In case you didn’t read my post last Saturday, I am writing a book.
It’s called “Beyond Training: Mastering Endurance, Health & Life.”
At the end of that post, I told you that there are 3 ways you can join me in this journey:
1) Give your permission for me to release rough draft chapters of this book at BenGreenfieldFitness.com as I write it, even if that means that every Saturday you gotta get a mega-post from me.
2) Hold me accountable, call me out, and get in my face via Twitter or Facebook if I ever miss a weekly chapter, because this book is scheduled to launch during Ironman Hawaii, which means I must finish it by September.
3) Comment on any of the book posts (including this one) if you feel I’m missing crucial information, leaving something important out, or saying something that’s hard to understand.
Anyways, I don’t think I necessarily need to qualify every book post with those three things, but figured I’d at least repeat it for the first post until you get the feel for what we’re accomplishing together…
…so you ready to jump in?
The following introduction will come after The Preface I released last week, so as a reader, you’ll already be familiar that you’re reading a book about enhancing your endurance performance, and not a book about teenagers eating fast food…
Deep breath, and here we go with “The Beginning” – in which you learn how I went from overtraining and eating 39 cent bags of hamburgers to detoxing my body and doing my first Ironman triathlon in under 10 hours…
Part 1, Intro: The Beginning
“4 hamburgers, 2 cheeseburgers!”
Piled into the back seat of the family suburban, my two brothers and I shouted orders to our mom as we idled at the drive-through window of McDonald’s. 39 Cent Hamburger, 49 Cent Cheeseburger Day only rolled around once a week, and when it did, boy were we ever prepared.
We’d typically drive away with not just a meal for the evening, but 8-10 extra grease-stained bags of burgers that we could keep in the fridge and dig into during the remainder of the week when hunger struck.
Of course, we never skipped the vegetables. As we devoured our burgers at the kitchen table, there would always be a salad bowl vat of iceberg lettuce and shredded carrots, drenched in a salty, creamy ocean of Ranch dressing. Mmm…veggies.
When we weren’t devouring our burgers, the three of us boys plowed through take-n-bake pizzas, giant sub sandwiches, and bathtub sized bowls of peanut butter Captain Crunch cereal. And milk. Lots and lots of healthy cow milk for our growing bodies.
By the time I was 13 years old, I personally guzzled nearly a gallon of 2% milk each day from the big plastic Albertsons jugs – after all, I had to support my new-found joy of hoisting 10 lb dumbbells and swinging at tennis balls for several hours a day.
And when I’d drink that final glass of milk, go to bed every night with gas and bloating, wake up every morning with more new oily acne spots and have painful bouts of stomach upset several times each month, I simply chalked it all up to normal growing pains, and not the fact that I was dumping undigestible dairy sludge into my body every day.
Things didn’t change much from high school to university, where I played collegiate tennis. Nearly every day before our 3 hour afternoon practice, I’d pull into the familiar McDonald’s drive through window and order my pre-practice ritual:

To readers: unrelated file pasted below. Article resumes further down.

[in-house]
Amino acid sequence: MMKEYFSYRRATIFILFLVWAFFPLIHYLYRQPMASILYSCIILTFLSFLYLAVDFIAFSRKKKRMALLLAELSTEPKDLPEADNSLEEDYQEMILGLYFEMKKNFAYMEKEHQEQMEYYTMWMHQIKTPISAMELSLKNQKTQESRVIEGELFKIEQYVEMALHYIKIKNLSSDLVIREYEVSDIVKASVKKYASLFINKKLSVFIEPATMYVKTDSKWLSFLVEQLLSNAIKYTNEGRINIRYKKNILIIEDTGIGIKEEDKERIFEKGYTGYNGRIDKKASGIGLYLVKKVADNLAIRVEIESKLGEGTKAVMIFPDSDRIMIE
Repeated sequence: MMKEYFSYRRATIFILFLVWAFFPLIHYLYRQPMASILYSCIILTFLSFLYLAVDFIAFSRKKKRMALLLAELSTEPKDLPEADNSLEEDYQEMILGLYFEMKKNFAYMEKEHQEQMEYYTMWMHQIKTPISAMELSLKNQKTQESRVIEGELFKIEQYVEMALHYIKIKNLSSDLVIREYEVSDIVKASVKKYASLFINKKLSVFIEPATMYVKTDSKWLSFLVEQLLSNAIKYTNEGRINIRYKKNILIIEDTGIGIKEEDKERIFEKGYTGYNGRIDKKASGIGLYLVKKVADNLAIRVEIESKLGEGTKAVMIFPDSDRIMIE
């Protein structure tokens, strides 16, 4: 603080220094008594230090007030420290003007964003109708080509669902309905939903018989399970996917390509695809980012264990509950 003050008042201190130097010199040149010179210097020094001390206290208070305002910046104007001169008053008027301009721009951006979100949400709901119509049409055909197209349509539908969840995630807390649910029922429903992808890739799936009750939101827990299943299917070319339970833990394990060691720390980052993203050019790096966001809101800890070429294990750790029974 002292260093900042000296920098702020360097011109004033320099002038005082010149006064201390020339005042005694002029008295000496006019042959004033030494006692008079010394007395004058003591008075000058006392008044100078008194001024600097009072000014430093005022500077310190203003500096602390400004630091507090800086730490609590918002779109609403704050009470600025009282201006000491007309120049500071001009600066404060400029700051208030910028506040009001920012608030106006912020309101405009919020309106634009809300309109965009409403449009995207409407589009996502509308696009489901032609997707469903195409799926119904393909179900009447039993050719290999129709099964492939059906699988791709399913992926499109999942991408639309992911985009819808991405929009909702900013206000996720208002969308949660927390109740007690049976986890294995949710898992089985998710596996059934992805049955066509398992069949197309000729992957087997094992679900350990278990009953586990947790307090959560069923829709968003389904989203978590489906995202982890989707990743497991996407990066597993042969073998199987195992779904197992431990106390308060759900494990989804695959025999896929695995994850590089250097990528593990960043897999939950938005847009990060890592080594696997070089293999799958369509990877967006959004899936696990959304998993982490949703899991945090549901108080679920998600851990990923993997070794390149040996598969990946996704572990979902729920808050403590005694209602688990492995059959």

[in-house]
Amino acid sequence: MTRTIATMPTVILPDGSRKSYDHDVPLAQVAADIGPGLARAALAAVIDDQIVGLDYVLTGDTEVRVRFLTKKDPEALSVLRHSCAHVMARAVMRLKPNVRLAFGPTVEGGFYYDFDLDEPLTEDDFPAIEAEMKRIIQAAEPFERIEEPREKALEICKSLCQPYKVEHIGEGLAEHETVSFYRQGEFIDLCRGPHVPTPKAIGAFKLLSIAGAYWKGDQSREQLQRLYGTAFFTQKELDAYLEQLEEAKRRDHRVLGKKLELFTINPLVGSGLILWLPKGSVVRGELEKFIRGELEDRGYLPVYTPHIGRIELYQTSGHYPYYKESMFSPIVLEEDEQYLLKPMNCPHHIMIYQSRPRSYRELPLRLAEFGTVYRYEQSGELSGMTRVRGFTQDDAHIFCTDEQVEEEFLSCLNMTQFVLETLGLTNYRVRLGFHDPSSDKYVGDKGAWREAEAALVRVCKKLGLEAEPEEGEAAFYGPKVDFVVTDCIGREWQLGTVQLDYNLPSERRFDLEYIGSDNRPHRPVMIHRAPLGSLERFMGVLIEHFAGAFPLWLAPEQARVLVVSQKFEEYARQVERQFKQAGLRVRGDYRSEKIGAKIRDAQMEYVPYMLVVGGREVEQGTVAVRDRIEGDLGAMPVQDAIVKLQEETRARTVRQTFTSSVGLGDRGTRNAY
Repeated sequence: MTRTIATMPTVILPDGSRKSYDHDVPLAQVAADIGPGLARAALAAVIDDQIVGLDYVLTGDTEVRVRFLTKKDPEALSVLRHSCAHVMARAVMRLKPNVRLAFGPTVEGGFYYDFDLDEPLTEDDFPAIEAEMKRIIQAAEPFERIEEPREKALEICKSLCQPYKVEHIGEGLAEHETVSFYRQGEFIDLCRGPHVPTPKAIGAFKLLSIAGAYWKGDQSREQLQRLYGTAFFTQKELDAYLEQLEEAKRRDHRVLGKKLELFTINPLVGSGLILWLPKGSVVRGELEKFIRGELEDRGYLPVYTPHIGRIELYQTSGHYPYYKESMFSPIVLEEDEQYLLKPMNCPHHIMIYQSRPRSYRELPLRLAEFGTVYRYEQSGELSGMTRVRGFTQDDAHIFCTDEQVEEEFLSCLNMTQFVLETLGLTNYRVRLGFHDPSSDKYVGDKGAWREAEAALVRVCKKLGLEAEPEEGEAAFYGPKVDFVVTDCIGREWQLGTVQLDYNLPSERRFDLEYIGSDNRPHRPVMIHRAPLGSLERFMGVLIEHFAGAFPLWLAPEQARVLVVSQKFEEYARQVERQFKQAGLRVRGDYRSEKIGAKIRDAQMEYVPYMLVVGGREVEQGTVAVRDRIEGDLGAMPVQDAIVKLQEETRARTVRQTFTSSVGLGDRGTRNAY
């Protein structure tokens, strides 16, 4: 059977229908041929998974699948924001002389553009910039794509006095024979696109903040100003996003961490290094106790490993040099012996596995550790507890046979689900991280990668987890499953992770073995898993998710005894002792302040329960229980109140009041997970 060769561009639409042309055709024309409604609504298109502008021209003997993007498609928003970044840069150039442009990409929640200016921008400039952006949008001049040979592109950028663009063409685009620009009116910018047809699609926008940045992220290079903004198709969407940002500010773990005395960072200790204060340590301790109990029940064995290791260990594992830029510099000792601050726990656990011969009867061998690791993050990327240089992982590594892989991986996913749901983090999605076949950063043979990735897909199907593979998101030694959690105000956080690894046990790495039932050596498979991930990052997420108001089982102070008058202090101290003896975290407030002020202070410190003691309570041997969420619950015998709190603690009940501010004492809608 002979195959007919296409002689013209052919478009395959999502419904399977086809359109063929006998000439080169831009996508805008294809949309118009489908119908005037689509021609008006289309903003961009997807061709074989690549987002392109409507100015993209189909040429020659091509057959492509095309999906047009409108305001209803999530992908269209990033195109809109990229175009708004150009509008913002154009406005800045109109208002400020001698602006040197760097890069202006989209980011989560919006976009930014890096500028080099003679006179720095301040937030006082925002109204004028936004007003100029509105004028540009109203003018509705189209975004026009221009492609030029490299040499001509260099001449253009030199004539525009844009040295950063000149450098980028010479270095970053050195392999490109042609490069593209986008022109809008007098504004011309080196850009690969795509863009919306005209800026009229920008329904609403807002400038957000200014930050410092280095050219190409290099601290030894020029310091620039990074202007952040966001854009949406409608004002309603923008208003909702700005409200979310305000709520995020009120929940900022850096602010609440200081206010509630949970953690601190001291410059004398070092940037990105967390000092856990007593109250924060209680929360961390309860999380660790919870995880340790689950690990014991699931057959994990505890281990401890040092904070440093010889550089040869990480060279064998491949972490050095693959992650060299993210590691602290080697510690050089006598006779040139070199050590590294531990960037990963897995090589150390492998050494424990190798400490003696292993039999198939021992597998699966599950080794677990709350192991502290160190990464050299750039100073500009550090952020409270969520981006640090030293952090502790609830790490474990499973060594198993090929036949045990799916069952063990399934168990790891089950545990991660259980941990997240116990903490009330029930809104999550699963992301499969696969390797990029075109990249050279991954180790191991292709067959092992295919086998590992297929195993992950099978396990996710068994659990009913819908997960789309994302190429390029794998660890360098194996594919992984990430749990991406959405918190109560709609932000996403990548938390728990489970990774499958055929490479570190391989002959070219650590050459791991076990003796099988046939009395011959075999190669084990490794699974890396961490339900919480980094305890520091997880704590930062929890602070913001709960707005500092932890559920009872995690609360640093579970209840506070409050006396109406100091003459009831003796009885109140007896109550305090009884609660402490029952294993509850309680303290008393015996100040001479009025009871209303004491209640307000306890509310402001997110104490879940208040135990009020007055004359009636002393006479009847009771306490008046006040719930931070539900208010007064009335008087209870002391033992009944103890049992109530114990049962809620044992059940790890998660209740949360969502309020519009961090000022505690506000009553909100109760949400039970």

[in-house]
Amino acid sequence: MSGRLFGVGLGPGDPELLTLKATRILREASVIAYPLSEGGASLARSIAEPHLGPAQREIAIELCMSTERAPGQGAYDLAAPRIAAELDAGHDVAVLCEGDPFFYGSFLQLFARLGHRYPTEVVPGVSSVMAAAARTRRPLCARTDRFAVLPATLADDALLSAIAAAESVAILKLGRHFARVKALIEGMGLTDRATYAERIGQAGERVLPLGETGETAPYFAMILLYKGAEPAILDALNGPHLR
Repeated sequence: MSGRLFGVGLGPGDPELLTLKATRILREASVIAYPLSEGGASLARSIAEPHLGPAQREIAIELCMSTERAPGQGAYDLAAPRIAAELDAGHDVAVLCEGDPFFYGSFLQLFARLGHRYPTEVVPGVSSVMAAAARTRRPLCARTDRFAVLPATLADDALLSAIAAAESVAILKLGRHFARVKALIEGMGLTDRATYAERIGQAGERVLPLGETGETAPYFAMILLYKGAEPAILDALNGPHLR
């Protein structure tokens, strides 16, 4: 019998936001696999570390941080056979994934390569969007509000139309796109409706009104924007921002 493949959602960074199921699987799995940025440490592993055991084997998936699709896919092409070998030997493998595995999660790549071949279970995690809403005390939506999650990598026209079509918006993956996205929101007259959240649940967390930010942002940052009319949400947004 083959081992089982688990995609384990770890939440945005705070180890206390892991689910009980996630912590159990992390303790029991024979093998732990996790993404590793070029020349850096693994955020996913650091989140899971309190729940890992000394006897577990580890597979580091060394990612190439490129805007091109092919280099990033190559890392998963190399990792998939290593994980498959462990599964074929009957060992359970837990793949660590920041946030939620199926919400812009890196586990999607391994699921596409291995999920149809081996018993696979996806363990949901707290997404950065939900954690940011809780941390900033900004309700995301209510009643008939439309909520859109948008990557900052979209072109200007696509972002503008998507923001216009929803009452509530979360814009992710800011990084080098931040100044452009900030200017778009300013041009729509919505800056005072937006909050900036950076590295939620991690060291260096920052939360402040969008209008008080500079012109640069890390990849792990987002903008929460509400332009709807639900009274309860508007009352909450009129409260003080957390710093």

Big Mac. Fries. Root Beer. Supersize Me.
I was fast, I was strong, I was about to go punish my body for 3 hours, and this food was high-octane fuel for my active lifestyle. Sure, I’d get a sprain or a strain every few weeks, have frequent bouts of brain fog during tennis matches, lose focus or take naps during classes, and still had weird gut issues, but this was all normal stuff, right? All my teammates seemed to struggle with the same kind of things.
Aside from the pre-practice fast food bouts, which I really didn’t feel guilty at all about since I was exercising like a fiend afterwards, the rest of my college diet was by my measure pretty healthy, including:
-Peanut butter slathered on bananas (especially after tennis practice)…
-Sauteed steak or chicken and vegetables (a nearly nightly ritual)…
-Big sandwiches with deli meat and lettuce (served on whole wheat of course)…
-Yogurt with the fruit on the bottom and crunchy cereal (I graduated from Captain Crunch to Kashi)…
–Lots and lots of trail mix (or in a pinch, handfuls of peanuts and craisins)…
Since I was an exercise science major, I’d already started launching into my physiology and nutrition classes, and this was the kind of stuff we were taught to use for fueling performance. But I’d only tapped the surface of diet science, because I was about to take a deep dive into one of the most geeked-out training and eating sports on the planet – bodybuilding.
When I began bodybuilding, I switched to a high-protein diet combined with 2 hours of daily, very hard weight training. No day was considered complete unless it included significant soreness and masochistic-like fatigue, and my diet consisted of 3-4 canned protein shakes a day, along with low-fat, low-carb meals like:
-2-3 cans of tuna over mixed greens…
-Fistfuls of 400 calorie high protein bars…
-8-10 egg omelets with sausage…
-Gallons of cow’s milk…
-Bags of cheap beef jerky…
With this diet, I measured my food on scales, counted calories with laser precision, and molded my body into an impressive 210 pounds of muscle at 3% body fat. Granted – most days, I had zero sex drive, felt like I was crapping out of a straw, had frequent bouts of sickness and sore joints, and experienced many signs and symptoms of protein toxicity, but I sure looked damn good.
I learned early on that you can buy energy.